One reason many people give for their dislike of religion is the harm done in its name, and those loving their religion are sometimes said to do equal or more harm. Neither religion nor non-religion causes harm, any more than guns kill people. In fact, all spiritual and most cultural traditions urge compassion. When people become vicious about religion, it mostly arises from our in-group-out-group instincts (or “innate behavioral tendencies”), found in all mammals. Chimps are especially good examples. In effect, the instinct says, “I look out for my people (my in-group) and I fight those who are different (the out-group) and who might attack us or our beliefs.” Of course there are real issues involved as well. But jumping to conclusions about religion or non-religion leads to more in-group-out-group behavior. “Those fundamentalists” versus “Those without faith and values.”
As HSPs especially know, we do not have to obey an instinct, especially to think ill of the out group. It really is built in, so we have to learn to avoid it. If you ask people to stand in a circle and count off 1-2-1-2, etc. and have the 1s go to one end of the room, 2s to the other, and then ask them in subtle ways which group is better, they already favor their group. How absurd, and how human.
However, inclusion, cooperation, and compassion are parts of another instinct (for a wonderful book on this, see Unto Others by David Sloan Wilson, which I reviewed in February of 2007). This built-in behavior tendency made humans take the great leap in social organization. Only some insects have done the same, learned to sacrifice themselves for others, for the group, for something bigger than themselves. But we would say the ants do it in a less lovely way. This powerful inclination to gather others into our sense of our self and our group is the principle that brought one-celled organisms into larger ones, eventually led to parents caring for their offspring, then to individuals less related to each other caring for each other, to individuals sometimes sacrificing their lives to save a stranger’s, and then to us sometimes caring for those we have never seen, or for all people, or all beings. We HSPs can sense how this loving instinct is evolving so that more and more people are going to be in each other’s in-group, until there will be no out-group members left. That’s my optimistic side. And religion definitely helps with this expansion of love, in principle, because of its emphasis on compassion. In-group-out-group reactions do not belong here.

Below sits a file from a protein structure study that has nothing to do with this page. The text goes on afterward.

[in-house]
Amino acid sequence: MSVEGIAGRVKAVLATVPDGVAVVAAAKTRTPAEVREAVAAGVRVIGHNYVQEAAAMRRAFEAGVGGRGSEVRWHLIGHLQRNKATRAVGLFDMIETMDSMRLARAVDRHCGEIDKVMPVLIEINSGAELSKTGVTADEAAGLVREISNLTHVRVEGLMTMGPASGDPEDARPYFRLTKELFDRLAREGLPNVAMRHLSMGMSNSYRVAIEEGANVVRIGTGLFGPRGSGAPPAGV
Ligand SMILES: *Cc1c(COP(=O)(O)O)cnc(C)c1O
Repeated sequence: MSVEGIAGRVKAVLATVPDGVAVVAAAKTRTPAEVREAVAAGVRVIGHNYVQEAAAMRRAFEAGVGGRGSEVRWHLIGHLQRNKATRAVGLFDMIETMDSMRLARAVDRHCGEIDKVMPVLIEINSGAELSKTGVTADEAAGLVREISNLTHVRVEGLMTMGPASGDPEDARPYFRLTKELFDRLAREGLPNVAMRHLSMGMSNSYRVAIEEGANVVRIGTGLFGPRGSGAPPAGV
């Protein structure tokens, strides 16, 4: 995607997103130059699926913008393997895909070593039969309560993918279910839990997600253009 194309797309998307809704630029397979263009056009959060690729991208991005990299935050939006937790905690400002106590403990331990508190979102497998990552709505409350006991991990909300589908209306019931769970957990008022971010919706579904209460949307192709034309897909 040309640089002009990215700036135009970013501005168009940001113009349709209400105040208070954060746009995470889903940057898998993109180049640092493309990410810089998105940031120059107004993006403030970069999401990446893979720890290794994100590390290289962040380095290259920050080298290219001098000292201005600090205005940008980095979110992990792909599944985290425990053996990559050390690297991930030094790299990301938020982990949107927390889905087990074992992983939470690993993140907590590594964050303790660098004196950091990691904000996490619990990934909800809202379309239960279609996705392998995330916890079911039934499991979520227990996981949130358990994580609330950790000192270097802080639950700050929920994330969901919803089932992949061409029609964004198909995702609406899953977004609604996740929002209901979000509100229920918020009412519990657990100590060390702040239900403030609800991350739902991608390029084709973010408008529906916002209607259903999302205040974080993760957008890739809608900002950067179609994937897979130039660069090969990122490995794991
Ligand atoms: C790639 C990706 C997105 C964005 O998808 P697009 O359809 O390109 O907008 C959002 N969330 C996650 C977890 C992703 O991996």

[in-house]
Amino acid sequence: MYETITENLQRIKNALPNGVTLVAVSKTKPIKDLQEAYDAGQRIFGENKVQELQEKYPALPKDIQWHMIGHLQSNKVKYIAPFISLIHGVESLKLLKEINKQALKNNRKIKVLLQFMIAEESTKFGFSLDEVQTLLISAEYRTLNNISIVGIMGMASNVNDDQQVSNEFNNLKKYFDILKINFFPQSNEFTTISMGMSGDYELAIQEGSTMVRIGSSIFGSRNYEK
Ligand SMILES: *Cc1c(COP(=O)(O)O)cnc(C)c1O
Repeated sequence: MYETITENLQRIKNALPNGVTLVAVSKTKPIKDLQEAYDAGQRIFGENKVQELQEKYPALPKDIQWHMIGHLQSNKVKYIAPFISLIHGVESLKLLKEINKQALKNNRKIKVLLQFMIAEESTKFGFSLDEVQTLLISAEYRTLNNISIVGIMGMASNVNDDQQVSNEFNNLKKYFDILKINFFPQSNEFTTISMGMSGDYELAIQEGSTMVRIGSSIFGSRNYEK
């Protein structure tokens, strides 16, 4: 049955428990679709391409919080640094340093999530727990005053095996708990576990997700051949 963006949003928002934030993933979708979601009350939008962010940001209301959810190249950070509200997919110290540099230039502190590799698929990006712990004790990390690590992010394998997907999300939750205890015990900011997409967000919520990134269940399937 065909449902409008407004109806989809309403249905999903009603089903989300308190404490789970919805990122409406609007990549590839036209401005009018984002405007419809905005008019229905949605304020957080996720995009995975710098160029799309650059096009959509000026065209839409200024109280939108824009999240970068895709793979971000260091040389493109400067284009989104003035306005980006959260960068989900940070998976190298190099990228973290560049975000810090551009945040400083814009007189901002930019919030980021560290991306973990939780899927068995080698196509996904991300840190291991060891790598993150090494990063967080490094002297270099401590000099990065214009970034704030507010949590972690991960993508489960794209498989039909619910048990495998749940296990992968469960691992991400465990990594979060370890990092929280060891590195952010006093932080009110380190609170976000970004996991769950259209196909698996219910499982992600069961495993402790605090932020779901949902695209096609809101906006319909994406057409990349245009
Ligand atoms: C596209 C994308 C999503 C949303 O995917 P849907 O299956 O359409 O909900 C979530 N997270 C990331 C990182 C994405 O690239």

There’s only one basic difference in the world’s religions, as I see it. Some (mostly the “Abrahamic” religions) see Man and God as separate and in a relationship to each other, and our ultimate goal is a kind of pure knowing of God or of God’s will–a kind of God consciousness. Some (mostly Eastern religions) see everything as part of a great Unity and the goal is a kind of Unity consciousness. If we make it to either state of consciousness, I’m sure we will not be arguing about it.
What’s Religion Anyway?
When the people I know (quite a few of them) say they don’t belong to any religion, i.e., “Don’t believe in it”–I sometimes say in response, “Well, you do belong to a religion–it’s called Science.” It does not call itself that, but science requires certain beliefs to be accepted without question, just as religions do. There’s a practice, a code of ethics, and certainly the study of “scriptures.” You were taught it early and hardly recognize it for what it is.
Many, many people have had their religion dismantled by a good and necessary scientific education. Maybe science did not need to have this effect, however. As Karen Armstrong wrote in The Case for God, once religion started using science to prove the existence of God, as it did during the Age of Reason, the door was opened for science to prove God does not exist. Creation began with just a Big Bang. Life on earth evolved through random variations and natural selection of those that are most functional in an environment. There’s no progress or end state willed by God–environment changes and life changes with it.